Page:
If it sounds like the kind of radical idea that emerged from one of Bernie Sanders’ fever dreams, then settle down and drink some tea. This idea is actually older than 99 percent of all the nations that currently exist today. Like so many other crazy ideas, it emerged in different times under a different label.

Way back in 483 BC, a time when Bernie Sanders was still fighting for the rights of serfs and peasants, the ancient Athenians came up with something called a Citizens Dividend. It’s basically the same concept, saying that the state should pay its citizens for its use of communal property and various resources.

Sure, the Athenians didn’t adopt the idea and went back to warring with the Persians, but the concept didn’t end there. It re-emerged again through the works of an influential Founding Father by the name of Thomas Paine, a man Glen Beck goes out of his way to admire.

In his essay, “Agrarian Justice,” Paine argues for a citizens dividend wherein the wealth of some obscenely rich landowners would go to some of the poorer citizens to alleviate poverty. It wasn’t a universal income, but it was a method for raising the floor, so to speak, on the poorest citizens.

Again, it wasn’t adopted and for good reason. Rich landowners generally don’t like the idea of having the government take their money and give it to poor people. That has never sat well with super rich folk who need these poor people toiling in the fields so they can bathe in gold and concubines.

However, that might be changing because, unlike the days of Ancient Athens and Thomas Paine, technology is making it so we don’t need a massive underclass of peasants toiling in factories or in fields. Machines are rapidly becoming advanced to a point where even jobs such as trucking, mining, and ordering a Big Mac is destined to become automated.

Last year, the White House issued a report that stated that approximately 47 percent of the existing jobs will become automated in the next decade or so. That’s a lot of jobs that will leave a lot of people out of work with no money and nothing to do. That’s a recipe for disaster, as those enduring Greece’s recent economic troubles can attest.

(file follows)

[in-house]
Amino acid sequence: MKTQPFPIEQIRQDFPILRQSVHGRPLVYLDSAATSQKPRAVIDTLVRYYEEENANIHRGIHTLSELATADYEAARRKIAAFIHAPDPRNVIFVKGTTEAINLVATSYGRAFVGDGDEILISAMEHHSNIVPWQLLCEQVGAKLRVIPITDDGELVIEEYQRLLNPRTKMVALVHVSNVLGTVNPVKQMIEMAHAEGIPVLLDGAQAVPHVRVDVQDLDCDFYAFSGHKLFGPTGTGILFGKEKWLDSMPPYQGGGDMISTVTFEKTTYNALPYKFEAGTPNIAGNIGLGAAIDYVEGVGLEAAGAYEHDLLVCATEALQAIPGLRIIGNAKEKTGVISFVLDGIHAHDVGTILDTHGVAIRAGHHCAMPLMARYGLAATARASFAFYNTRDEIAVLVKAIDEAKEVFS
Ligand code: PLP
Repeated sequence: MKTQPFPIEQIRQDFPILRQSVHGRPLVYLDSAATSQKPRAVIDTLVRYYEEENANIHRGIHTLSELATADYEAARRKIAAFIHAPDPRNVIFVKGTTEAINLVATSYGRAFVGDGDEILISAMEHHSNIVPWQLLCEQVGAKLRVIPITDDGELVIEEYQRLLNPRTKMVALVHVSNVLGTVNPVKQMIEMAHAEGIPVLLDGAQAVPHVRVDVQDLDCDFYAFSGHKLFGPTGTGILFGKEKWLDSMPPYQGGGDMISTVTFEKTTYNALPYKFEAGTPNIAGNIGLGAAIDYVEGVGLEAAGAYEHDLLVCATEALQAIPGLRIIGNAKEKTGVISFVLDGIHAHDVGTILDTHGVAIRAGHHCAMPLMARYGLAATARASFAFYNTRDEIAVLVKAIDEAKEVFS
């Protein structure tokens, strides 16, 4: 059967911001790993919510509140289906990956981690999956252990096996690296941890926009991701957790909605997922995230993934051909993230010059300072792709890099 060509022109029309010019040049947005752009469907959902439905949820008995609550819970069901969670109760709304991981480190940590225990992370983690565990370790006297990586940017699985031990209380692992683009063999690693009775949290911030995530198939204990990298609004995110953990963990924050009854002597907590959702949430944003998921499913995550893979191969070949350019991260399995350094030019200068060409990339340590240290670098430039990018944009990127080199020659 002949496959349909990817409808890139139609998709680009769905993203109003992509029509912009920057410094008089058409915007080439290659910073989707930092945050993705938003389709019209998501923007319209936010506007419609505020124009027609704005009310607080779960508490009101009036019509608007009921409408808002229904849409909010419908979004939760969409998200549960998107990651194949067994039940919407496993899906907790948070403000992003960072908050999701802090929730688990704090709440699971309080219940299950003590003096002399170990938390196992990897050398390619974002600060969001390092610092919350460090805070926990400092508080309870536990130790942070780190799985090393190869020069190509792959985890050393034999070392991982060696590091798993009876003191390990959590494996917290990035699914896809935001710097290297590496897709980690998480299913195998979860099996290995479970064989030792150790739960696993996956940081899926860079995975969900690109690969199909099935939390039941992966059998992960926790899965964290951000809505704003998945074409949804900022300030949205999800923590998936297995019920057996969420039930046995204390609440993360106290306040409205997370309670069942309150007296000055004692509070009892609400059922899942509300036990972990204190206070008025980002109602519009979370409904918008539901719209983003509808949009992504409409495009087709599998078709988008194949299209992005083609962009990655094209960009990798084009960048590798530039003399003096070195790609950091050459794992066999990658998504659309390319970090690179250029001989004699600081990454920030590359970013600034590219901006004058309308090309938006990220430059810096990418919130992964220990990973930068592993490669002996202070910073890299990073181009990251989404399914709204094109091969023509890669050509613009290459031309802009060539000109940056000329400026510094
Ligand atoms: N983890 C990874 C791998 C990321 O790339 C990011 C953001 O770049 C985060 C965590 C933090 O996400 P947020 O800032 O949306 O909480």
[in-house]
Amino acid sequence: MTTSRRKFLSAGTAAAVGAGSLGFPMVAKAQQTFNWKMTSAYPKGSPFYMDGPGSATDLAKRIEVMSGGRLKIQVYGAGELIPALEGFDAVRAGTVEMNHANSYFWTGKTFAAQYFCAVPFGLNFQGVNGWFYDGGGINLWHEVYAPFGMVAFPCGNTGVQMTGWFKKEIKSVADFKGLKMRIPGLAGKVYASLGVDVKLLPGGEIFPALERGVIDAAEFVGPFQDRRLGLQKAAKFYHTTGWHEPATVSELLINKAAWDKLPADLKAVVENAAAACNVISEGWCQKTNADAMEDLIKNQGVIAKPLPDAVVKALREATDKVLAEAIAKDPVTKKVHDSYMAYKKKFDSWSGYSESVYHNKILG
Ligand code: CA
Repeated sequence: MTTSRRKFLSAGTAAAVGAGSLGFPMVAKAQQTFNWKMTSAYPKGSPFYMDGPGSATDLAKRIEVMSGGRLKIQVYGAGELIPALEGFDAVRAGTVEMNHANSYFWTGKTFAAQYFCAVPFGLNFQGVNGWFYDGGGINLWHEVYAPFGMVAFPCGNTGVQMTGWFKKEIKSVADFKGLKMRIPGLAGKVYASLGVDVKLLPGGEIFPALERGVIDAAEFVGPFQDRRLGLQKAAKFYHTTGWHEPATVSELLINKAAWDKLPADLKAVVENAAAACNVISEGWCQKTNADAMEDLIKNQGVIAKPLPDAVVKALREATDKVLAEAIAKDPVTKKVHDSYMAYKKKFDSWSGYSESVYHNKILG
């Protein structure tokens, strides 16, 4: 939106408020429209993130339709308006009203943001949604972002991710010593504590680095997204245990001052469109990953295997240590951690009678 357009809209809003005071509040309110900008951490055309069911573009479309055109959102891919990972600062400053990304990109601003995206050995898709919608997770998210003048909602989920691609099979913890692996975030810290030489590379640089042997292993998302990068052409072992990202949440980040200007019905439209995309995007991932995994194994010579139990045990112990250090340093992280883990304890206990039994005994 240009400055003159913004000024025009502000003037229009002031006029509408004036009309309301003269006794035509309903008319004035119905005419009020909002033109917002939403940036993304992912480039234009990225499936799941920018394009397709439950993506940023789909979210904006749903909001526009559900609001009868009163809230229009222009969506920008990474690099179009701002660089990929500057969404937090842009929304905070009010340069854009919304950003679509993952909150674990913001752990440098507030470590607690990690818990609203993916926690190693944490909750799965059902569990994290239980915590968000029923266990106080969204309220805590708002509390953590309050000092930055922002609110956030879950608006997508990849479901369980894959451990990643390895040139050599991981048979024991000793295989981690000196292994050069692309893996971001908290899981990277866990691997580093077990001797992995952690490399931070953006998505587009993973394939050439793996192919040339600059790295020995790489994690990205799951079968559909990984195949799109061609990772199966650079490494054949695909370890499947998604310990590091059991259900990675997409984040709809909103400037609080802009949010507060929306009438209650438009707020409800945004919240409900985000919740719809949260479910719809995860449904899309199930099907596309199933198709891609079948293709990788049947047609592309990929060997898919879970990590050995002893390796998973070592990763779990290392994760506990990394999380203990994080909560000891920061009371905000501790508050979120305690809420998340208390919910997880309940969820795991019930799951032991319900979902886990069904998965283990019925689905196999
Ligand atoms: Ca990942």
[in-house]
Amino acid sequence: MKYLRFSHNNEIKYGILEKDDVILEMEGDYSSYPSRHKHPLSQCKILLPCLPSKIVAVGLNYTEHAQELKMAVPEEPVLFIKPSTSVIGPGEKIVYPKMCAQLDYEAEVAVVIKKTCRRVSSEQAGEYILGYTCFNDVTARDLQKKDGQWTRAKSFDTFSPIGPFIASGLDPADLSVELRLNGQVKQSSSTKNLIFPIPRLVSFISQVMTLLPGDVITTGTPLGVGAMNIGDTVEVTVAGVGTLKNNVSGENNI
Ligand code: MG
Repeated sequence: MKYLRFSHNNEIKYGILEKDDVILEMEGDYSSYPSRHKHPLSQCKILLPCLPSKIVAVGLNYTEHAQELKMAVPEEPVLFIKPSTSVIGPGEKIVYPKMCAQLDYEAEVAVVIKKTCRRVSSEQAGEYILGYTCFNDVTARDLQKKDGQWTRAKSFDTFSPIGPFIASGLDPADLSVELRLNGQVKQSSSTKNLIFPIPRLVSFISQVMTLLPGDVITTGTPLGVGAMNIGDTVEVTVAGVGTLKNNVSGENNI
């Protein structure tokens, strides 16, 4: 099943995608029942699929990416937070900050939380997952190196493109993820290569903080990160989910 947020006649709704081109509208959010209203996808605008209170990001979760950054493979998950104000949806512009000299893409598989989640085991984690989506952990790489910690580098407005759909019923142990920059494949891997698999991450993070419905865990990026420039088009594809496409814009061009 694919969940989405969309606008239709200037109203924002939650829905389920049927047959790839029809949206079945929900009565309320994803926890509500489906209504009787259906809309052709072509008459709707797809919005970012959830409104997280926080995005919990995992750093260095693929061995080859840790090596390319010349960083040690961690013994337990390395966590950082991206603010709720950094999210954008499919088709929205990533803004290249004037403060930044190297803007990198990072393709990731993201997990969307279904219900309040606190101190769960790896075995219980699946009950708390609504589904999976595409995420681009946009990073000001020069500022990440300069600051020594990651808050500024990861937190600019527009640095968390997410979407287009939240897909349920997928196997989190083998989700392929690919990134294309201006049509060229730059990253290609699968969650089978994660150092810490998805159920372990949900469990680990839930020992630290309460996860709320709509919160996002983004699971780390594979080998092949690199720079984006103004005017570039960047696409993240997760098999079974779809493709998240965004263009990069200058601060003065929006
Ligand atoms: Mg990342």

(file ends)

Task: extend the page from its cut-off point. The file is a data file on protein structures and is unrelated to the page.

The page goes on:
The UBI could be a way to effectively bridge the gap between the era of making poor people work their asses off to prop up the rich and the era where machines do all the work so people can do more productive things with their time. That means more time for aspiring erotica/romance writers to write sexy stories. Isn’t that a future worth fighting for?

This isn’t just a matter of technology. This is basic economics. Machines don’t get tired, don’t take sick days, and until Skynet becomes active, they don’t unionize. Why else would Amazon be investing so heavily in using robots to operate its warehouses? At some point, you won’t be able to blame immigrants or minorities for taking your job. It’ll be a robot and you’re not going to win a fight with a robot.

So long as automation increases profits and efficiency, it’ll keep happening. Along the way, more and more people will struggle to find work. Sure, those who are well-educated and well-connected will find something to do, even if it means just getting grossly overpaid for speaking gigs. For everyone else, though, the options are limited.

The UBI could be the key to truly alleviating poverty on a mass scale while providing even more incentives to get machines to do the work that crushes one too many souls. It will require a rough transition. A UBI doesn’t exactly fit with the old “Protestant Work Ethic” that some people still go by, but like the Catholic Church’s position on masturbation, it might be one of those concepts we just shrug off.

A world where people don’t have to work to survive is a very different world, one that’s hard to imagine in an America that glorifies working yourself to death while those lazy Europeans enjoy things like paid vacation, maternity leave, and unlimited sick time. However, that image will eventually clash with trends in technology and our need to alleviate poverty to keep society from strangling itself.

This is a world I do hope to see in my lifetime. I may be old, gray, and shitting in bags by then, but I’d like to see what this world would inspire. Would not having to work as much or as hard mean more meaningful relationships? Would it mean more time for sex and intimacy? We can only hope. As always, though, an aspiring erotica/romance can come up with some pretty kinky fantasies.